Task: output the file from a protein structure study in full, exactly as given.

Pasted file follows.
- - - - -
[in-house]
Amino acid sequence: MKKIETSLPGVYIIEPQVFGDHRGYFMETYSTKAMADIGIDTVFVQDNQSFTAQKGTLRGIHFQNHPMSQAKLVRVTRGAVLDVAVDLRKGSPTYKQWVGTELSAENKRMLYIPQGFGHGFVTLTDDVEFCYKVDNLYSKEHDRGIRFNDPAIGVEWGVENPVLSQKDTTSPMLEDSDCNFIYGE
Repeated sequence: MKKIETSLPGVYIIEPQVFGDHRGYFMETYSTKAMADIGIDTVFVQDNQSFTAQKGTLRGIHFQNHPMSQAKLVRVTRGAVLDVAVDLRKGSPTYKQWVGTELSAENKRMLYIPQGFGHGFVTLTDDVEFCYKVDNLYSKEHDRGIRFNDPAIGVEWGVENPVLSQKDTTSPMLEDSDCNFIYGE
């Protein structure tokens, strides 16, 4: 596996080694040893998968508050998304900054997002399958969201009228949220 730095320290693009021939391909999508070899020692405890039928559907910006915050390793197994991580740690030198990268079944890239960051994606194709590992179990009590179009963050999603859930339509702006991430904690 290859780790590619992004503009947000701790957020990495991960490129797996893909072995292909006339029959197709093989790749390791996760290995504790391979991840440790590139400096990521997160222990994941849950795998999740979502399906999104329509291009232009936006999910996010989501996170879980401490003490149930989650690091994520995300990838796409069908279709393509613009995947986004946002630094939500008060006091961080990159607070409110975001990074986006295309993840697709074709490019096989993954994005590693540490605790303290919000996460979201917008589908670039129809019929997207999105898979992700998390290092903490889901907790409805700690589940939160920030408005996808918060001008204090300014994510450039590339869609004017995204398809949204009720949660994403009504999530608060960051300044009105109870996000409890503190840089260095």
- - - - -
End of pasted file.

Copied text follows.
[in-house]
Amino acid sequence: MKKIETSLPGVYIIEPQVFGDHRGYFMETYSTKAMADIGIDTVFVQDNQSFTAQKGTLRGIHFQNHPMSQAKLVRVTRGAVLDVAVDLRKGSPTYKQWVGTELSAENKRMLYIPQGFGHGFVTLTDDVEFCYKVDNLYSKEHDRGIRFNDPAIGVEWGVENPVLSQKDTTSPMLEDSDCNFIYGE
Repeated sequence: MKKIETSLPGVYIIEPQVFGDHRGYFMETYSTKAMADIGIDTVFVQDNQSFTAQKGTLRGIHFQNHPMSQAKLVRVTRGAVLDVAVDLRKGSPTYKQWVGTELSAENKRMLYIPQGFGHGFVTLTDDVEFCYKVDNLYSKEHDRGIRFNDPAIGVEWGVENPVLSQKDTTSPMLEDSDCNFIYGE
């Protein structure tokens, strides 16, 4: 596996080694040893998968508050998304900054997002399958969201009228949220 730095320290693009021939391909999508070899020692405890039928559907910006915050390793197994991580740690030198990268079944890239960051994606194709590992179990009590179009963050999603859930339509702006991430904690 290859780790590619992004503009947000701790957020990495991960490129797996893909072995292909006339029959197709093989790749390791996760290995504790391979991840440790590139400096990521997160222990994941849950795998999740979502399906999104329509291009232009936006999910996010989501996170879980401490003490149930989650690091994520995300990838796409069908279709393509613009995947986004946002630094939500008060006091961080990159607070409110975001990074986006295309993840697709074709490019096989993954994005590693540490605790303290919000996460979201917008589908670039129809019929997207999105898979992700998390290092903490889901907790409805700690589940939160920030408005996808918060001008204090300014994510450039590339869609004017995204398809949204009720949660994403009504999530608060960051300044009105109870996000409890503190840089260095």